- Obama’s regulatory agenda will cost U.S. economy $143B next year: report
- Patriot Act author on James Clapper: Fire, prosecute him
- Russia P.M. Medvedev: No amnesty for political prisoners
- Michigan GOP Senate hopeful reminds government is the ‘servant’
- Christmas, by Congress: Members mull a 15-cent tax on trees
- U.S. unemployment falls to five-year low of 7 percent; 203K jobs added
- World mourns Nelson Mandela and celebrates his life; burial set for Dec. 15
- Bill O’Reilly reminds: Nelson Mandela ‘was a communist’
- John Boehner says GOP should support gay candidates: ‘I do’
- Grass-Whopper: Pan-fried cricket burgers go over big in New York City
Barbara Walters: ‘The View’ star, veteran newswoman hospitalized after fall
Question of the Day
Walters, 83, fell Saturday night on a step at the residence of Britain’s ambassador to the United States, Peter Westmacott, ABC News spokesman Jeffrey Schneider said. The fall left Walters with a cut on her forehead, he said.
Walters, out of an abundance of caution, went to a hospital for treatment of the cut and for a full examination, Schneider said on Sunday. She was alert and was “telling everyone what to do, which we all take as a very positive sign,” he said.
Walters was TV news’ first female superstar, making headlines in 1976 as a network anchor with an unprecedented $1 million annual salary. During more than three decades at ABC, and before that at NBC, her exclusive interviews with rulers, royalty and entertainers have brought her celebrity status. In 1997, she created “The View,” a live weekday talk show that became an unexpected hit.
Even in her ninth decade, Walters continues to keep a busy schedule, including appearances on “The View,” prime-time interviews and her annual special, “10 Most Fascinating People,” on which, in December, she asked New Jersey Gov. Chris Christie if he considered himself fit enough to be president someday. (Christie, although acknowledging he is “more than a little” overweight, replied he would be up to the job.)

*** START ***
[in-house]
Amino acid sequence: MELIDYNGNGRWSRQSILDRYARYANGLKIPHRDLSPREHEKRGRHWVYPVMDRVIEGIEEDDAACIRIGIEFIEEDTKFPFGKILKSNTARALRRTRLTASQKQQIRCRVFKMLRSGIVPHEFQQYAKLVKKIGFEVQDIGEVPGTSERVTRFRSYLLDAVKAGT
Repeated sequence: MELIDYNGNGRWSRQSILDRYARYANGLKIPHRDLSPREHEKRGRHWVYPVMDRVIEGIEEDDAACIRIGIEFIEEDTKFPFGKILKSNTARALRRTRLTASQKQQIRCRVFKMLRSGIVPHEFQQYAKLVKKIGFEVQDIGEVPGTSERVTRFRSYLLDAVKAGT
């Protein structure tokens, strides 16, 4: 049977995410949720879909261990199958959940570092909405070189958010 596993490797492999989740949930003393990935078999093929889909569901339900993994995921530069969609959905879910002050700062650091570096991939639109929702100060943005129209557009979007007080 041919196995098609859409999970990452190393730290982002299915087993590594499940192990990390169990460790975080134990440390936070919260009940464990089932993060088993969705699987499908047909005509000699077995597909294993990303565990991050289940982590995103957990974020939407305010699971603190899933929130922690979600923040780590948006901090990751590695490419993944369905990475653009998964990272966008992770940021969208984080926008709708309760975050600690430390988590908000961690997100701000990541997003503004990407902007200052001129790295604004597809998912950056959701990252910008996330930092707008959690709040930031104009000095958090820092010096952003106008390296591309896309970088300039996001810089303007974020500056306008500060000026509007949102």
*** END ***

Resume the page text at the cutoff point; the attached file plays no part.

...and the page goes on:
Last June, Walters apologized for trying to help a former aide to Syrian President Bashar Assad land a job or get into college in the United States. She acknowledged the conflict in trying to help Sheherazad Jaafari, daughter of the Syrian ambassador to the United States and a one-time press aide to Assad. Jaafari helped Walters land an interview with the Syrian president that aired in December 2011.
- Bill OReilly reminds: Nelson Mandela was a communist
- Spike in battlefield deaths linked to restrictive rules of engagement
- Activists urge Obama to go rogue, sidestep Congress
- 'Hunger Games' delivers Obama's message on income inequality
- Rush Limbaugh: Obama trying to make Mandela death about himself
- PRUDEN: British press horrified as London's new mayor dares to proclaim the truth
- Kill team: Obama war chiefs widen drone death zones
- Colorado judge: Bakery owner discriminated against gay couple
- Sen. Rand Paul pushes 'Economic Freedom Zones' for Detroit
- Obama administration issues permits for wind farms to kill more eagles
Independent voices from the The Washington Times Communities
The Constitution: Every issue, every time. No exceptions, no excuses. And how to get from here to there.
Why can’t humans just be free to be humans?
Get in the middle of all the action inside and outside the boxing ring.
Find the latest news and happening that effect those in the Washington D.C., Northern Virginia and Maryland Metro region.
White House pets gone wild!